Hiking the PCT is hard enough, but when you consider the logistics of just getting to the trailhead the help given by Frodo and Scout was invaluable. The amount of coordination and energy these folks put into assisting the “stranger in a strange land” was impressive, and they had managed to recruit an impressive number of volunteers to facilitate the effort.  Looking back on my experience I can truly say that beginning my hike was almost too easy, as all I had to do to was show up.

To express my appreciation I offered Frodo a donation to help with their operation.  He politely declined, and instead suggested I make a donation to the PCTA (the non-profit that helps administer the PCT in all facets).  I also recall Frodo making an impromptu speech after dinner about the increase in “hiker entitlement”.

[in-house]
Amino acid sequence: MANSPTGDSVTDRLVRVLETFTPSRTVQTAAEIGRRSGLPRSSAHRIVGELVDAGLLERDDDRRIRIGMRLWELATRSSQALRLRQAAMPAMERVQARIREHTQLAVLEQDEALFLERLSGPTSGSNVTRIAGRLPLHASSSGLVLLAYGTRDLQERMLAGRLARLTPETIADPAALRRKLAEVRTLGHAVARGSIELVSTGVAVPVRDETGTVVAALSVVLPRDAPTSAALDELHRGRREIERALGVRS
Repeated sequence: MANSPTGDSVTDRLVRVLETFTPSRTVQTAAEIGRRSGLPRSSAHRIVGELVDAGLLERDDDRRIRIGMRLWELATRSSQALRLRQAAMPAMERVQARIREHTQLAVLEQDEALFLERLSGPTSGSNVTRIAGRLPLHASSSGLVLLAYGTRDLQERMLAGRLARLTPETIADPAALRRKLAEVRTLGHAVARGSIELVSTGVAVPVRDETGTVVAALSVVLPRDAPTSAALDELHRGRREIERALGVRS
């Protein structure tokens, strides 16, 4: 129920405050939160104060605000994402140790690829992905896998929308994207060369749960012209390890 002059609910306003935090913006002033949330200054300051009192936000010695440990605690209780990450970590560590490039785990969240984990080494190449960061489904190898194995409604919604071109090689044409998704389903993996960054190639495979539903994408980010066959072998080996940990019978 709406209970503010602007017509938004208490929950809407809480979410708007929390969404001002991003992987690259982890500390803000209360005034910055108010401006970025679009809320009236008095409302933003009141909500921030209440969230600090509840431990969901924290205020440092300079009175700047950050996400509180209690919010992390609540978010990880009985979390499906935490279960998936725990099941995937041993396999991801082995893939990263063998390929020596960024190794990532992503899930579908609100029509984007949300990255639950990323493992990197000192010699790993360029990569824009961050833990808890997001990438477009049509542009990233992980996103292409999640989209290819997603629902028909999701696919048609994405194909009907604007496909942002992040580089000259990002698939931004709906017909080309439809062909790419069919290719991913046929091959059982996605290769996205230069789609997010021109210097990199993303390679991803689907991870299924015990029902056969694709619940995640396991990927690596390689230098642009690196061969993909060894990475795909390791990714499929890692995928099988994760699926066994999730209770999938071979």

This occurs when those who offer help and assistance are taken advantage of by some who feel that just because they are through hiking the PCT this somehow makes them “special” and deserving of a free place to stay, rides to town, and being fed.  Most Trail Angels do what they do without expectation of a donation or any financial consideration, but at the very least you should not take what is offered for granted.  Thanks to Frodo I had a better appreciation of what constitutes good through hiker etiquette.


My next significant encounter with a Trail Angel who no longer practices deliberate acts of kindness was in Julian at Carmen’s Restaurant.  I was supremely fortunate to come through when I did because in the spring of 2018 Carmen had already sold her business, and was waiting for the transaction to close.  In the interim she was allowing hikers to stay at her place, either on the patio or inside the café after it closed.